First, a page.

The Lord’s Ascension, Beans, and You

We have lovely customs in our wonderful Roman Catholic Church, including special blessings on certain feast days, often tied to the changing of the seasons… in Rome, that is.  It’s the Roman Church, after all.

Today, the Feast of the Ascension of the Lord, was decorated with the opportunity to bless beans.

In Rome at this time of year the “broad beans” are at their peak.  I was recently in Rome and sated my longing for broad beans with pecorino and cold white wine… the combination of which is a material proof of God’s love.

But I digress…. but not really.

The connection of this time of year in the Roman calendar with beans is ancient indeed.  During May in ancient Rome the master of the house would walk around the dwelling on the nights of the Lemuria (9,11, 13) waving beans to ward of evil spirits.  On the Kalends of June (1 June) there was a pagan feast of the Sacrum Carnae Deae when beans and bacon were offered in sacrifice and consumed.  In fact, the June Kalends were called Kalendae Fabariae.  Latin faba is, of course, “bean”, and the Italian is still the same, “fave”.  The essentials don’t change much, as it only right.  For this feast the ancient Romans ate a mess of beans and bacon.  Any excuse, right?  In his Fasti the poet Ovid writes of beany blessings:

Pinguia cur illis gustentur larda Kalendis
Mixtaque cur calido sit faba farre, rogas?
Prisca dea est, aliturque cibis quibus ante solebat,
Nec petit adscitas luxuriosa dapes.

I enjoy Ovid… it just rolls and rolls out so effortlessly.  In any event, beans and bacon were as big back then as they are now.  It’s amazing how consistent we are.  You get much of the same effect with your fave and pecorino cheese (salty fat).

And don’t forget the awe inspiring fave in tegame.  I didn’t have a chance to get that during my last trip, alas.

The the ancient Roman cookbook complied in the 4th c. and attributed to Apicius (US HERE – UK HERE), there are various bean and pea recipes. A good one.  HERE and HERE

Pisam Vitellianam sive fabam (Peas or Beans à la Vitellius)

Pisam coques lias. teres piper, ligusticum, gingiber, et super condimenta mittis vitella ovorum, quae dura coxeris, mellis uncias III, liquamen, vinum et acetum. haec omnia mittis in caccabum et condimenta quae trivisti. adiecto oleo ponis ut ferveat. condies pisam, lias, si aspera fuerit. melle mittis et inferes.

Peas or beans with yolks are made thus: cook the peas, smoothen them; crush pepper, lovage, ginger, and on the condiments put hard boiled yolks, ounces of honey, also liquamen, wine and vinegar; mix and place all in a sauce pan; the finely chopped condiments with oil added, put on the stove to be cooked; with this flavor the peas which must be smooth; and if they be too harsh in taste add honey and serve.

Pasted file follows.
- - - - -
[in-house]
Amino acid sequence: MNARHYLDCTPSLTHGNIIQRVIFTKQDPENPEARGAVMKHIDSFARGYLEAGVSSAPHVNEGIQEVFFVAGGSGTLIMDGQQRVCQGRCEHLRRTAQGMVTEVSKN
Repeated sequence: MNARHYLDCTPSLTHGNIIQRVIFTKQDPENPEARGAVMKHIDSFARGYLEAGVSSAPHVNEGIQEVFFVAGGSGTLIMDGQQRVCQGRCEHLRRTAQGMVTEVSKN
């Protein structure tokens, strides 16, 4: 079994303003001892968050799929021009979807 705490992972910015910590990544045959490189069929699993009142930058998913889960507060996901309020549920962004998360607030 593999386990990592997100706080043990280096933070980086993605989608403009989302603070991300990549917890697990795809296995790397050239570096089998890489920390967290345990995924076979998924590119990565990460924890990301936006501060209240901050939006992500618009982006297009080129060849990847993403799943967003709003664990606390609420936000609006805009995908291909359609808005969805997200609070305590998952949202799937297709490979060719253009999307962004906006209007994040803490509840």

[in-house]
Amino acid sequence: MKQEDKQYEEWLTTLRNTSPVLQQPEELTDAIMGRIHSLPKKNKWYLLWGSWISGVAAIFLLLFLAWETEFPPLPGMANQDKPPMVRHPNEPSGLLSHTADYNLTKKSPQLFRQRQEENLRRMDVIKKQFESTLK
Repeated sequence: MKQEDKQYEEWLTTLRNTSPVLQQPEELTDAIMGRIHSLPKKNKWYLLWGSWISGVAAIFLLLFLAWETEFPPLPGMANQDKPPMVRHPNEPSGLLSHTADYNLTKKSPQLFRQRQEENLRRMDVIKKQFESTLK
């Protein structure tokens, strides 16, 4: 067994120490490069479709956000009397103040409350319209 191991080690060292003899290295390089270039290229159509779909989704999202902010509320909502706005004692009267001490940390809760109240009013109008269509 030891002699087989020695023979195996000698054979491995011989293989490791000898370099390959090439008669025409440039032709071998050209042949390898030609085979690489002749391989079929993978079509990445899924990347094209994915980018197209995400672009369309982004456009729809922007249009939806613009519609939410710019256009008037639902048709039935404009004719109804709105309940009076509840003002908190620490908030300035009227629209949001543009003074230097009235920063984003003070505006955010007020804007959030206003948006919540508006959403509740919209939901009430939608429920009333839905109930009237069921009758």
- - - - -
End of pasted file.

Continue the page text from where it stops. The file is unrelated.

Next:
If you don’t have a lot of liquamen, use garum (or substitute colatura or even Vietnamese fish sauce, which is similar).

A Bean Blessing is not, alas, in the Rituale Romanum, but another blessing, for any sort of food, can be used.  Bring lots of beans, perhaps along with bacon, to Father and ask him to bless them.

P: Our help is in the name of the Lord.
All: Who made heaven and earth.
P: The Lord be with you.
All: May He also be with you.

Let us pray.

Lord, bless + this creature, [beans], and let it be a healthful food for mankind. Grant that everyone who eats it with thanksgiving to your holy name may find it a help in body and in soul; through Christ our Lord.

All: Amen.

It is sprinkled with holy water.

There is a separate blessing for bacon (“lard”… ascension of the lard?):

P: Our help is in the name of the Lord.
All: Who made heaven and earth.
P: The Lord be with you.
All: May He also be with you.

Let us pray.

Lord, bless + this creature, lard, and let it be a healthful food for mankind. Grant that everyone who eats it with thanksgiving to your holy name may find it a help in body and in soul; through Christ our Lord.

All: Amen.

It is sprinkled with holy water.

I hope you will all be “full of beans” for this Feast of the Ascension of the Lord!

UPDATE:

Fr. Hunwicke has a fun post about Ascension Beans! HERE

He includes the blessing for grapes… “Benedic +, Domine, hos fructos novos vineae…”.

 

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About Fr. John Zuhlsdorf

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One Response to The Lord’s Ascension, Beans, and You

  1. Ipsitilla says:

    On a humorous note, this post offers the most convincing argument I’ve ever seen for the use of the Mr. Bean theme song in a liturgical setting: “Ecce homo qui est faba…”